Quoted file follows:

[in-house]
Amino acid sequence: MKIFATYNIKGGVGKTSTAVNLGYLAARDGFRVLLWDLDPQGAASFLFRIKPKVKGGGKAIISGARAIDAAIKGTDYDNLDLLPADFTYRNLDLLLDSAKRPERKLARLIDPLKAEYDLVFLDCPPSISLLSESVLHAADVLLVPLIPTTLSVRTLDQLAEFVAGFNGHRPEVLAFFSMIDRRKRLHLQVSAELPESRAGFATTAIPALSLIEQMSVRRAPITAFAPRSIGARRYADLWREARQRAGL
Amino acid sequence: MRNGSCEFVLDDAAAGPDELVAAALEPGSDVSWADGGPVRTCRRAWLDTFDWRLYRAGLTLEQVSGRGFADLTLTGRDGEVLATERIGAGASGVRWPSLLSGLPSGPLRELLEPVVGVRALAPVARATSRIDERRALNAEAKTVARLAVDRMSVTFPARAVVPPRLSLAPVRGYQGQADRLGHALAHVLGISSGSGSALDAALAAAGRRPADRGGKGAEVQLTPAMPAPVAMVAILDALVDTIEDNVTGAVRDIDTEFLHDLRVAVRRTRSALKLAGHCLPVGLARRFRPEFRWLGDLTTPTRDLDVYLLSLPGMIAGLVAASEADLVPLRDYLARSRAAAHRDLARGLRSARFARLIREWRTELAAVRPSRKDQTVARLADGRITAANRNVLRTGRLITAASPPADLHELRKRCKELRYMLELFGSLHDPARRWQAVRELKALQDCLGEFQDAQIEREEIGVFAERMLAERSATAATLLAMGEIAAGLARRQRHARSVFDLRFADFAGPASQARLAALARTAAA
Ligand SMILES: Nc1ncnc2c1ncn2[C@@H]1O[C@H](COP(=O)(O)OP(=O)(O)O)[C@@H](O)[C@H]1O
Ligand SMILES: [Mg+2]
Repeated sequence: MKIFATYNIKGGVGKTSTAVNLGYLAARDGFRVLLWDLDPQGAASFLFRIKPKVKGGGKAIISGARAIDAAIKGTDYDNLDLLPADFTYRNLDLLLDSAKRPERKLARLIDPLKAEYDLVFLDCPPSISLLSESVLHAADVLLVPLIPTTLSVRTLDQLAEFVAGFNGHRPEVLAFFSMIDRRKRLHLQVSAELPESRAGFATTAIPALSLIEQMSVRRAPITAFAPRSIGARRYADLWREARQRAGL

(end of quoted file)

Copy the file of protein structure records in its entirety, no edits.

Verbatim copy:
[in-house]
Amino acid sequence: MKIFATYNIKGGVGKTSTAVNLGYLAARDGFRVLLWDLDPQGAASFLFRIKPKVKGGGKAIISGARAIDAAIKGTDYDNLDLLPADFTYRNLDLLLDSAKRPERKLARLIDPLKAEYDLVFLDCPPSISLLSESVLHAADVLLVPLIPTTLSVRTLDQLAEFVAGFNGHRPEVLAFFSMIDRRKRLHLQVSAELPESRAGFATTAIPALSLIEQMSVRRAPITAFAPRSIGARRYADLWREARQRAGL
Amino acid sequence: MRNGSCEFVLDDAAAGPDELVAAALEPGSDVSWADGGPVRTCRRAWLDTFDWRLYRAGLTLEQVSGRGFADLTLTGRDGEVLATERIGAGASGVRWPSLLSGLPSGPLRELLEPVVGVRALAPVARATSRIDERRALNAEAKTVARLAVDRMSVTFPARAVVPPRLSLAPVRGYQGQADRLGHALAHVLGISSGSGSALDAALAAAGRRPADRGGKGAEVQLTPAMPAPVAMVAILDALVDTIEDNVTGAVRDIDTEFLHDLRVAVRRTRSALKLAGHCLPVGLARRFRPEFRWLGDLTTPTRDLDVYLLSLPGMIAGLVAASEADLVPLRDYLARSRAAAHRDLARGLRSARFARLIREWRTELAAVRPSRKDQTVARLADGRITAANRNVLRTGRLITAASPPADLHELRKRCKELRYMLELFGSLHDPARRWQAVRELKALQDCLGEFQDAQIEREEIGVFAERMLAERSATAATLLAMGEIAAGLARRQRHARSVFDLRFADFAGPASQARLAALARTAAA
Ligand SMILES: Nc1ncnc2c1ncn2[C@@H]1O[C@H](COP(=O)(O)OP(=O)(O)O)[C@@H](O)[C@H]1O
Ligand SMILES: [Mg+2]
Repeated sequence: MKIFATYNIKGGVGKTSTAVNLGYLAARDGFRVLLWDLDPQGAASFLFRIKPKVKGGGKAIISGARAIDAAIKGTDYDNLDLLPADFTYRNLDLLLDSAKRPERKLARLIDPLKAEYDLVFLDCPPSISLLSESVLHAADVLLVPLIPTTLSVRTLDQLAEFVAGFNGHRPEVLAFFSMIDRRKRLHLQVSAELPESRAGFATTAIPALSLIEQMSVRRAPITAFAPRSIGARRYADLWREARQRAGL